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For some, no still means no

The Yes campaigners in the Assembly powers referendum are unveiling what they hope will be their most compelling line-up of supporters today: people who voted  or campaigned for a No vote in the last Welsh referendum back in 1997.

Chief amongst them is the leader of the Conservatives in the Assembly, Nick Bourne. One of the leaders of the No campaign back then, he’s now one of the cheerleaders for a Yes vote this time.

Not all of his party has made the journey with him though as proven by the party in Newport, which has been the most vocal in opposing any further devolution.

And with the referendum just days away, they’ve gone further. I’m told every member of the Conservative group on Newport council – which shares power with the Lib Dems – has signed a petition ‘against giving the assembly more powers.’

I haven’t yet seen this petition and I know Yes campaigners will dispute its claim that this referendum has anything to do with more powers.

Even so, it’s a strong message from a prominent and powerful group of Welsh Conservatives and puts the Newport 17 alongside the group of  12 councillors in Wrexham which has taken a similar stance.

What’s not yet clear is how representative they are of opinion amongst grassroots Conservatives which is why the party’s officially neutral in the referendum. Not an easy position to be in for Nick Bourne, but at least it deals with the tensions within his own party.

I know of one senior Welsh Conservative who, despite being very much in favour of devolution, still hasn’t decided how to vote on this occasion.

But to put it in context, Yes campaigners say small groups such as the Newport 17, however prominent, don’t come anywhere near the many more from all parties and none who’ve signed up to the numerous groups and public meetings that have come out in favour of a yes vote.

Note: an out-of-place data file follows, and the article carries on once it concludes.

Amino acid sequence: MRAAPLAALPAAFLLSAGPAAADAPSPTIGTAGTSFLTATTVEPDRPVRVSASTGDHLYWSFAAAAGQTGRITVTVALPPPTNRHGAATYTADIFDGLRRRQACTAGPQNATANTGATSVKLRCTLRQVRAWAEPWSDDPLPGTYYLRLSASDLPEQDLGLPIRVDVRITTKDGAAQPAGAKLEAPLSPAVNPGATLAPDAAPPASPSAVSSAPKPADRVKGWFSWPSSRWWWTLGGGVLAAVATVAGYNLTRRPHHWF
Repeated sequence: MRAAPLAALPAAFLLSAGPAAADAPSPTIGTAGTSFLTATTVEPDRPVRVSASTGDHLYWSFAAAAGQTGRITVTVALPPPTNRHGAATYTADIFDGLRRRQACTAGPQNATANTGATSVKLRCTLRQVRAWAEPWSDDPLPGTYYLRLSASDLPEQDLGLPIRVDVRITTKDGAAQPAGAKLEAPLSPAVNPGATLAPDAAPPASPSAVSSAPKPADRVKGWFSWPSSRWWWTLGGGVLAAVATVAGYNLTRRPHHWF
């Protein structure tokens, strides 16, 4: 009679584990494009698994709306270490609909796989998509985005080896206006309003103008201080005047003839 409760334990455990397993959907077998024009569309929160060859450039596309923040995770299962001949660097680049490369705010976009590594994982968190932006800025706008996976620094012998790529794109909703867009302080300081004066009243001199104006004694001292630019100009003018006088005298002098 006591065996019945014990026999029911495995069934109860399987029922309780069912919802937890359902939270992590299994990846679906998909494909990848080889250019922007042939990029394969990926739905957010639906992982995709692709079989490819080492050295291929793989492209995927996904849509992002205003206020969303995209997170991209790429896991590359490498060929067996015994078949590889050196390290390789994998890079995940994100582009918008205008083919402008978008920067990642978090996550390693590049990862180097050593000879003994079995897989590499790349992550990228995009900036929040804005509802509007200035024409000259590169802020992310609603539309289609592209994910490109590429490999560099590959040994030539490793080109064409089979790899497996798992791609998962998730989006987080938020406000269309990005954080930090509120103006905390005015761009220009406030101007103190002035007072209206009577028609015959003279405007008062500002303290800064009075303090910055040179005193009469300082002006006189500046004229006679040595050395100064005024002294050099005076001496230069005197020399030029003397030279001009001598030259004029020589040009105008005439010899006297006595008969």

We’ll know soon enough. But there might be an earlier clue before Friday’s results. ITV Wales has a YouGov eve-of-poll poll which is published on Wednesday.

By the way, the leading light among Newport’s anti-devolution Conservatives, Councillor Peter Davies, is claiming history – and the history of a different party – on his side of the argument.

The electors of Gwent though still being proud Welsh men and Women have always been proud of their right to independence. A fact Lloyd George will attest to when he held a public meeting at the City’s famous Kings Head Hotel near the market on 16 January 1896, and he was howled down when proposing Welsh Nationalism. After the meeting he  gave up supporting the cause of Nationalism.

Yes campaigners say these small groups don’t match up to the numerous groups and public meetings that have come out in favour of a yes vote.

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About Adrian Masters

By day, Political Editor at ITV Wales. By night, obsessed with music and books.

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